The newest book in the Scientists in the Field Series, Wild Horse Scientists by Kay Frydenborg, is sure to inspire older children to become scientists, especially if they are interested in horses. It follows biologists as they try to figure out the best ways to study and manage horses in the wild. Remarkably, very little was known about wild horses until the last few decades.
Note: this book is recommended for ages 10 and up at Amazon, but I would say ages 12 and up. Be aware up front that it contains photographs of dead, decaying horses and discusses birth control methods. It is not a picture book! For a full review of the book, see our sister blog, Wrapped In Foil.
Horse Science Activities:
1. Horse Coat Color
One of the first tasks when studying horses is to learn the names of all their coat colors so you can communicate accurately with other horse scientists. Coat color in horses is controlled by several genes, resulting in over twenty different combinations.
Do you know your horse colors? Pick out the bay, palomino, chestnut, and pinto from the photographs below. Here is a poster of horse coat colors (click to enlarge) to help.
A. What color is this reddish-brown horse?
B. What about a red-brown horse with black lower legs, mane and tail?
C. What is the name of the color of this flashy horse? (Notice it has blue eyes instead of brown).
D. What about this yellow one hiding behind the thistle?
- A. Chestnut
- B. Bay
- C. Pinto
- D. Palomino
Some people, sometimes even horse people, might call C. a paint, but technically it is a pinto because it doesn’t have any quarter horse bloodlines. Only horses that have quarter horse (or thoroughbred) breeding are called paints when they have extensive white markings.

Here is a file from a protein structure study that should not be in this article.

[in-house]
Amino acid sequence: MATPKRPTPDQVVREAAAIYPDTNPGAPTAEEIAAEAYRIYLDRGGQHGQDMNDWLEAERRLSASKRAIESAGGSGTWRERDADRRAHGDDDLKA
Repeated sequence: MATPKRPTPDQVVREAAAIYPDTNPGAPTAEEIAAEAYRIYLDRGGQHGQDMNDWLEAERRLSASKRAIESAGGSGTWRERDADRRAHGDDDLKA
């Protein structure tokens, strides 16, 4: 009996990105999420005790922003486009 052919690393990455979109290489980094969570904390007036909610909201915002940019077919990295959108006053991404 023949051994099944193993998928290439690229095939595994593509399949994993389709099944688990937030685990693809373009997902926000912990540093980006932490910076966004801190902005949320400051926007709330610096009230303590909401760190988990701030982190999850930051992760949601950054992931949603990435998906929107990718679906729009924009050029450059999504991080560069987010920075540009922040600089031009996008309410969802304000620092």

Older children might want to investigate the genetics of horse coat color. Jennifer Hoffman has a very cool interactive lesson to explore horse coat color genetics.
2. Horse Anatomy
Being domesticated animals, we have developed and extensive vocabulary to name the parts of the horse.
See if you can fill in the names of the parts of the horse below.
3. Horse Behavior
Although horses can’t talk, you can tell what is going on with them by watching their movements.
This video explains some of the basics, such as what the positions of the ears and tail mean, as well as the fact that horses can not see directly behind themselves. Always avoid approaching a horse from the rear or near their tail because you will be in their blind spot.
4. Horse Senses: Vision
Ever wondered how scientists study things like what an animal can see? Check out the photos of vision research using choice tests with horses (scroll down to see photographs of research in action).
Using a choice test technique, the scientists were able to determine that horses can see certain colors, but their vision is similar to a human with red/green colorblindness.
Although scientists are starting to learn more about horses, there are still a lot of questions.
And, don’t forget Wild Horse Scientists by Kay Frydenborg has a lot more information about wild horses and the scientists who study them.
Hardcover: 80 pages
Publisher: Houghton Mifflin Books for Children (November 6, 2012)
(The book was provided by the publisher for review purposes.) Cover courtesy of Houghton Mifflin Harcourt Publishing Company.
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